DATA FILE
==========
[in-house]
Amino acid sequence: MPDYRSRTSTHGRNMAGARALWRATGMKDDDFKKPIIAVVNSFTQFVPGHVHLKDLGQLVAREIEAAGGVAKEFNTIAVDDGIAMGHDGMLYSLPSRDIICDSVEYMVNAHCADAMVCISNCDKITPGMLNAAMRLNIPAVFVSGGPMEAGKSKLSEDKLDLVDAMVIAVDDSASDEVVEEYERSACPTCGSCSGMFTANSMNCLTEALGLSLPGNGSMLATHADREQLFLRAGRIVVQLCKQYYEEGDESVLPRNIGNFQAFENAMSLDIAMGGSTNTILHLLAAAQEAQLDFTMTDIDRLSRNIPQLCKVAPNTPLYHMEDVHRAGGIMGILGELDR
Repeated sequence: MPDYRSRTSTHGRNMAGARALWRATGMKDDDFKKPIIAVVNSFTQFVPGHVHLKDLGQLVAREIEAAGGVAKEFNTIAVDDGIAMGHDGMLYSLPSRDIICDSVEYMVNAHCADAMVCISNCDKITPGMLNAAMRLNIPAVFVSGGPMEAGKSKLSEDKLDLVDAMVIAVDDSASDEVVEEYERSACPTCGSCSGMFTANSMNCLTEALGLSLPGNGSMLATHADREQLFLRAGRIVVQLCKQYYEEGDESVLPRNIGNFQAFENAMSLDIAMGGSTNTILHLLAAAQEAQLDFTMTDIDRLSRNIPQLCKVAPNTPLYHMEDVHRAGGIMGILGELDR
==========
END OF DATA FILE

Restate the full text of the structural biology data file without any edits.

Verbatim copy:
[in-house]
Amino acid sequence: MPDYRSRTSTHGRNMAGARALWRATGMKDDDFKKPIIAVVNSFTQFVPGHVHLKDLGQLVAREIEAAGGVAKEFNTIAVDDGIAMGHDGMLYSLPSRDIICDSVEYMVNAHCADAMVCISNCDKITPGMLNAAMRLNIPAVFVSGGPMEAGKSKLSEDKLDLVDAMVIAVDDSASDEVVEEYERSACPTCGSCSGMFTANSMNCLTEALGLSLPGNGSMLATHADREQLFLRAGRIVVQLCKQYYEEGDESVLPRNIGNFQAFENAMSLDIAMGGSTNTILHLLAAAQEAQLDFTMTDIDRLSRNIPQLCKVAPNTPLYHMEDVHRAGGIMGILGELDR
Repeated sequence: MPDYRSRTSTHGRNMAGARALWRATGMKDDDFKKPIIAVVNSFTQFVPGHVHLKDLGQLVAREIEAAGGVAKEFNTIAVDDGIAMGHDGMLYSLPSRDIICDSVEYMVNAHCADAMVCISNCDKITPGMLNAAMRLNIPAVFVSGGPMEAGKSKLSEDKLDLVDAMVIAVDDSASDEVVEEYERSACPTCGSCSGMFTANSMNCLTEALGLSLPGNGSMLATHADREQLFLRAGRIVVQLCKQYYEEGDESVLPRNIGNFQAFENAMSLDIAMGGSTNTILHLLAAAQEAQLDFTMTDIDRLSRNIPQLCKVAPNTPLYHMEDVHRAGGIMGILGELDR